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In one sense, it's impossible to know why Luigi Pirandello uses so much dialogue in his short story "War." We don't actually have an essay by him explaining his choices, and we can't read his mind.
One possible answer is that he was a playwright as well as novelist and he was interested in the possibilities of dialogue. Another possibility, which seems probable in light of his play Six Characters in Search of an Author, is that he preferred to let characters speak for themselves rather than mediating our experience of them through a narrator.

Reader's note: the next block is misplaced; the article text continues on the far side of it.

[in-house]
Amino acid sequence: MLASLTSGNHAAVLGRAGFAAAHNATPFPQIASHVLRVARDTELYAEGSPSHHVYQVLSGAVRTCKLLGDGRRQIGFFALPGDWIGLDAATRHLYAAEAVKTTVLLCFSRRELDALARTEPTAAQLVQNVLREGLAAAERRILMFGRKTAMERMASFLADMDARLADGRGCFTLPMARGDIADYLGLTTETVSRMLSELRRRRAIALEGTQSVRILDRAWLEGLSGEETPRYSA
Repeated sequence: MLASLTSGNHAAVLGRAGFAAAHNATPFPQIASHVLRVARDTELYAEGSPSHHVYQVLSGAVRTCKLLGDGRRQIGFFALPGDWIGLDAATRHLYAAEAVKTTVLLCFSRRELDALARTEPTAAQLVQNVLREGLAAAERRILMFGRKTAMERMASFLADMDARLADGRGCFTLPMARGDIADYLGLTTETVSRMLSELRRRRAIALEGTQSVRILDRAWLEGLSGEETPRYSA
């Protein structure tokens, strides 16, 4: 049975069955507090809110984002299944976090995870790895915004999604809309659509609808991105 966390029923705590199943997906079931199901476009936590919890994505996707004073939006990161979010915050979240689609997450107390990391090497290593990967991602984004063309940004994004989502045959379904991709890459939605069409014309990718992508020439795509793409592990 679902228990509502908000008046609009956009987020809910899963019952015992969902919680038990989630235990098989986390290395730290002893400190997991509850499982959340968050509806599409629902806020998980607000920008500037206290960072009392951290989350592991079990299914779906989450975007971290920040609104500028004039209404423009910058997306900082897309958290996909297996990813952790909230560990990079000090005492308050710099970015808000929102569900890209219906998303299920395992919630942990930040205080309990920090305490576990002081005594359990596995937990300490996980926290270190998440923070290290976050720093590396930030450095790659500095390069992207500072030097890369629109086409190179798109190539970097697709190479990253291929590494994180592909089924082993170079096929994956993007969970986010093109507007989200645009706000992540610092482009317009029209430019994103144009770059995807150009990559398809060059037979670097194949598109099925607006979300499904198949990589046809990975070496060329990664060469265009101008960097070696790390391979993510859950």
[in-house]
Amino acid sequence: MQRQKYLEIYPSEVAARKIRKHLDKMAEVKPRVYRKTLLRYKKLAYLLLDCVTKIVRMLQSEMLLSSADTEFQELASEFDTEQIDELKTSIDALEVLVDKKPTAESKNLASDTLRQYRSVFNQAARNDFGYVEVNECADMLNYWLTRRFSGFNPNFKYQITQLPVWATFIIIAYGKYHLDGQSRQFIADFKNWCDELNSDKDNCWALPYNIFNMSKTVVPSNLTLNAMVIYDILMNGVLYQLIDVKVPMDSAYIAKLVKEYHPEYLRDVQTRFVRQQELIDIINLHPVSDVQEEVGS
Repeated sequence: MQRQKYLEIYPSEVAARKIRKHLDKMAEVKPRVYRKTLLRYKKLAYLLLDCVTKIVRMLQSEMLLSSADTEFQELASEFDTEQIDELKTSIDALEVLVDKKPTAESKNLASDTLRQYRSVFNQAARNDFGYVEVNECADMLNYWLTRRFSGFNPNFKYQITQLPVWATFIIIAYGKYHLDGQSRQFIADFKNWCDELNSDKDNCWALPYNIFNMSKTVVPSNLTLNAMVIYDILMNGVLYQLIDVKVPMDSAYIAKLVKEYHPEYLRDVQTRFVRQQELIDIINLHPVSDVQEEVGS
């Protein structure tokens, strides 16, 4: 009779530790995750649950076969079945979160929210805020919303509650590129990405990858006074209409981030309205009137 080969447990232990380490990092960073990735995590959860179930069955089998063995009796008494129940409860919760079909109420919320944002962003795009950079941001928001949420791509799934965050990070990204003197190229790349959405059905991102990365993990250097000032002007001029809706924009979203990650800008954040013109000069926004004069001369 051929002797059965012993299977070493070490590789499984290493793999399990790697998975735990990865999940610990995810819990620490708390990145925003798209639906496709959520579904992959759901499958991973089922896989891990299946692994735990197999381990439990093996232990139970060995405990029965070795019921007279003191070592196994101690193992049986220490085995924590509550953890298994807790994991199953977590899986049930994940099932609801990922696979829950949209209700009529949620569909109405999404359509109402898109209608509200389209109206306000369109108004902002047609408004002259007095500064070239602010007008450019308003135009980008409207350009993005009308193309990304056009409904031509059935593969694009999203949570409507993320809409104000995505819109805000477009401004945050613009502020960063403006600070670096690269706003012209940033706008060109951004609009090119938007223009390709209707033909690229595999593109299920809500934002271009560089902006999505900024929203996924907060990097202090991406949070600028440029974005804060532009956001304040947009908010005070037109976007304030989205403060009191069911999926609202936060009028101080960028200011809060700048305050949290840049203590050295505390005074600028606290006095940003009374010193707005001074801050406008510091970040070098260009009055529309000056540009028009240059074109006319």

One reason the story demands to be written as dialogue is that the substance of the story is as much about the nature of conversation as it is about "war." The situation of the story, with the characters trapped in a train car, means that they cannot do much but talk, and the war both brings them together through their shared conversation and pushes them apart in the way that it almost becomes a competition in suffering. Dialogue seems the most appropriate way to convey this.
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